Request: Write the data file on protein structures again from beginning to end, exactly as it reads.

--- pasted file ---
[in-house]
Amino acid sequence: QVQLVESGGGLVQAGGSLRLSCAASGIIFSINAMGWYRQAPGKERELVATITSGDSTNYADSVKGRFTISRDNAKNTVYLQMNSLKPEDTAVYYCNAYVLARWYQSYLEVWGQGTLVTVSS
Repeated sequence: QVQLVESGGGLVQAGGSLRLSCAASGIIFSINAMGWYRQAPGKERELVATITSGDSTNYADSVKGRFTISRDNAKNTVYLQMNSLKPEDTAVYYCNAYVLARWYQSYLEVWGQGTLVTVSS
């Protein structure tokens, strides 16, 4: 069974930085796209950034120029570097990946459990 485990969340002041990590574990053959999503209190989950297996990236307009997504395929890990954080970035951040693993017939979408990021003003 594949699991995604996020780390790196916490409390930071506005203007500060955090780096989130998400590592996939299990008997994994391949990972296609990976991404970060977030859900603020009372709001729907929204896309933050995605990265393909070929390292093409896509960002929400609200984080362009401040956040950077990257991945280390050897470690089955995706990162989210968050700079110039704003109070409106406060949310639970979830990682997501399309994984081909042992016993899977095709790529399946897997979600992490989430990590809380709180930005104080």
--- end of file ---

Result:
[in-house]
Amino acid sequence: QVQLVESGGGLVQAGGSLRLSCAASGIIFSINAMGWYRQAPGKERELVATITSGDSTNYADSVKGRFTISRDNAKNTVYLQMNSLKPEDTAVYYCNAYVLARWYQSYLEVWGQGTLVTVSS
Repeated sequence: QVQLVESGGGLVQAGGSLRLSCAASGIIFSINAMGWYRQAPGKERELVATITSGDSTNYADSVKGRFTISRDNAKNTVYLQMNSLKPEDTAVYYCNAYVLARWYQSYLEVWGQGTLVTVSS
């Protein structure tokens, strides 16, 4: 069974930085796209950034120029570097990946459990 485990969340002041990590574990053959999503209190989950297996990236307009997504395929890990954080970035951040693993017939979408990021003003 594949699991995604996020780390790196916490409390930071506005203007500060955090780096989130998400590592996939299990008997994994391949990972296609990976991404970060977030859900603020009372709001729907929204896309933050995605990265393909070929390292093409896509960002929400609200984080362009401040956040950077990257991945280390050897470690089955995706990162989210968050700079110039704003109070409106406060949310639970979830990682997501399309994984081909042992016993899977095709790529399946897997979600992490989430990590809380709180930005104080």